There are two things to note here: Firstly, thinking about the muscles we mentioned earlier you can match them up and see we train everything but abs once in a week. Abs are put at the end of a session because they’re a central part of the body and used a lot in stability. By exercising them you’re tiring them, possibly making certain exercises unstable and therefore unsafe. If I’m doing a squat with weight on my back, or lifting something overhead, I don’t want a tired mid-section that can’t support what I’m doing. That’s why a second consideration is what you’re doing the next day. You wouldn’t want to train abs on the Wednesday, because the day after exercise the muscles tend to be tired and sore, so that would mean compromising your leg session. When you’re planning your workouts, put abs at the end.
Secondly, let’s look at how Monday and Tuesday are grouped. Chest exercises tend to involve a lot of pressing or pushing movements, where you’re moving weight away from your body. An example of this is the bench press. The muscles that assist with a lot of pushing movements are the triceps, on the back of the arms. For the same reason you don’t want to do abs just before a heavy squat, you don’t want to exercise your triceps the day before you train chest. It would mean having tired and sore arms that weren’t as good at things like bench press, so you wouldn’t lift as much weight and you’d limit how effective the workout can be.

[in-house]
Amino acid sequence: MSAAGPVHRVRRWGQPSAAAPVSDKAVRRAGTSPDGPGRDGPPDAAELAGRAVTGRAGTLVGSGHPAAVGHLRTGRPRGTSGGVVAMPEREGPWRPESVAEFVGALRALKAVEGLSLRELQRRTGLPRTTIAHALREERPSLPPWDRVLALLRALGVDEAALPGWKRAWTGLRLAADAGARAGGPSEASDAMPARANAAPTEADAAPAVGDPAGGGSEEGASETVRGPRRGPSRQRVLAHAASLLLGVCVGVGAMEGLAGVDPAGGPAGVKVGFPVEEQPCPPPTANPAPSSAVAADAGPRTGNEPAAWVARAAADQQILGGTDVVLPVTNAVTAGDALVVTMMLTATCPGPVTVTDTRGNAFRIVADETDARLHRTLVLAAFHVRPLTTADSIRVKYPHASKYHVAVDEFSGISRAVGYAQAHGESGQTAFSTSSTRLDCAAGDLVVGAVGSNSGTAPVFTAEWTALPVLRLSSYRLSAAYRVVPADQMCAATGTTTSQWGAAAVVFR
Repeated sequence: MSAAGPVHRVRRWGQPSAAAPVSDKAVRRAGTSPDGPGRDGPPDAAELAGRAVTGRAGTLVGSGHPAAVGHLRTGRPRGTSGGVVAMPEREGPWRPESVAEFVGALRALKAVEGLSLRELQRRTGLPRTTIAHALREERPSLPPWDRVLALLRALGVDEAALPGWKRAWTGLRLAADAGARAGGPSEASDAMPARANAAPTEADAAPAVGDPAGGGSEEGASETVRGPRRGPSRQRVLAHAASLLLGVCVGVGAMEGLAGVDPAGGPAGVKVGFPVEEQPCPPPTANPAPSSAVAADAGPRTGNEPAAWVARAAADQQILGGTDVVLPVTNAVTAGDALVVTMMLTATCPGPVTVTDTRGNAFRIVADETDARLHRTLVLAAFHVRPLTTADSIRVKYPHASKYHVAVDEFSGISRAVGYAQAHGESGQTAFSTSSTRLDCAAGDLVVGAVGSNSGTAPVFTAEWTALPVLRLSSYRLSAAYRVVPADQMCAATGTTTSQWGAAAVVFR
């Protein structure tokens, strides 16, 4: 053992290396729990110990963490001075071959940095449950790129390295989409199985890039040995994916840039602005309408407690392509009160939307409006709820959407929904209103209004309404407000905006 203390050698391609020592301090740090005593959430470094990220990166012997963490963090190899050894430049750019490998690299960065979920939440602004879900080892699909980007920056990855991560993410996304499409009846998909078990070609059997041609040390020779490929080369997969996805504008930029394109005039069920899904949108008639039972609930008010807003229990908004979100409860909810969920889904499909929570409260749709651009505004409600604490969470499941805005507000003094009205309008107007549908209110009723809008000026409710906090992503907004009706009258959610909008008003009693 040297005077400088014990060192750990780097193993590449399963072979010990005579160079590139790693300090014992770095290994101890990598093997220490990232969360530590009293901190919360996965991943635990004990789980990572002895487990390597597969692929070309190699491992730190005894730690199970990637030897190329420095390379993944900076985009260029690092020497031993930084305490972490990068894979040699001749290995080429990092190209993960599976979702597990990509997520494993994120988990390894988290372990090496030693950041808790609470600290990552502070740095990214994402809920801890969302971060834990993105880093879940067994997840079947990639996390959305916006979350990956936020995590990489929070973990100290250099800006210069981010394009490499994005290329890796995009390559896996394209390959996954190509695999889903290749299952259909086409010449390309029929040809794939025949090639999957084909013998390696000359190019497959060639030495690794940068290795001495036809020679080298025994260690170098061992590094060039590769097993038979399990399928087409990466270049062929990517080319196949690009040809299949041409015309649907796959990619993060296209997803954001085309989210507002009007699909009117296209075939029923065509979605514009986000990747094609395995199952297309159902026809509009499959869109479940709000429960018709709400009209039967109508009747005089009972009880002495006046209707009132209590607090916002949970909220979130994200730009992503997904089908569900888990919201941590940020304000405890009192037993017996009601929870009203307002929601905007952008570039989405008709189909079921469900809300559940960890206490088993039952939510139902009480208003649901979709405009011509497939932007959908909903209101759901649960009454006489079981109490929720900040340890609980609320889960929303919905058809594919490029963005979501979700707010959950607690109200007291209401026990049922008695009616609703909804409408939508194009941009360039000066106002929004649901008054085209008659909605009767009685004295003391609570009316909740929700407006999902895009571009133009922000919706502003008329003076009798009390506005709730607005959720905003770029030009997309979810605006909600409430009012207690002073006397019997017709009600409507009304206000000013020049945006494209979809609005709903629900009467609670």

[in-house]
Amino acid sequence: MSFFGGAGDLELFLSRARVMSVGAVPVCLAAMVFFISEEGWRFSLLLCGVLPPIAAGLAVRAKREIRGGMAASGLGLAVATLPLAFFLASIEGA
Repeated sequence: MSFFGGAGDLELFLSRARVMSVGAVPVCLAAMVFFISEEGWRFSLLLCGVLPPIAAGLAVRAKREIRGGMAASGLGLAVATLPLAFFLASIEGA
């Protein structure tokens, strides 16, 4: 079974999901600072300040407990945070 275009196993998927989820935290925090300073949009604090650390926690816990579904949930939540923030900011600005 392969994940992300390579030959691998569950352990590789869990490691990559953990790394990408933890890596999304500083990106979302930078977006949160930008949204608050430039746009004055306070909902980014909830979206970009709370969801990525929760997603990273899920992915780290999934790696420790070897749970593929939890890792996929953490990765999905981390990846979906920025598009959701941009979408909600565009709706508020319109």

Back exercises are the opposite and require a lot of pulling movements, bringing something towards your body. The weight can move, like a rowing movement, or you can move, like in a chin up or inverted row. Just like the triceps help to push, the biceps help to pull. As they are both active for a lot of the same movements, it makes sense to train your back and your biceps in the same workout. For the same reason your chest and triceps can be grouped into another workout.
So that’s a bodybuilding split, and that’s one way to break up your training into four sessions a week. Next I’m going to show you another popular routine, called Push/Pull/Legs (aka PPL routine).
This is actually very similar to the bodybuilding split, except shoulders are grouped with chest and triceps. That’s going to be called the Push day, where you do pushing movements. Tuesday stays the same but it gets called the Pull day, so it’s full of pulling movements. Legs are trained on the Wednesday, before the sessions are repeated for a total of six workouts in a week. Some people prefer to train legs once a week, so you have the potential to turn Wednesday or Saturday into a rest day, but that’s how Push/Pull/Legs routine would look. Abs are nice before a day off so they could go on Saturday, then maybe Wednesday too.
Upper/Lower Body Split
Going one stage further, we’re going to use that nice dividing line at the waist, and each workout will either be Upper Body or Lower Body.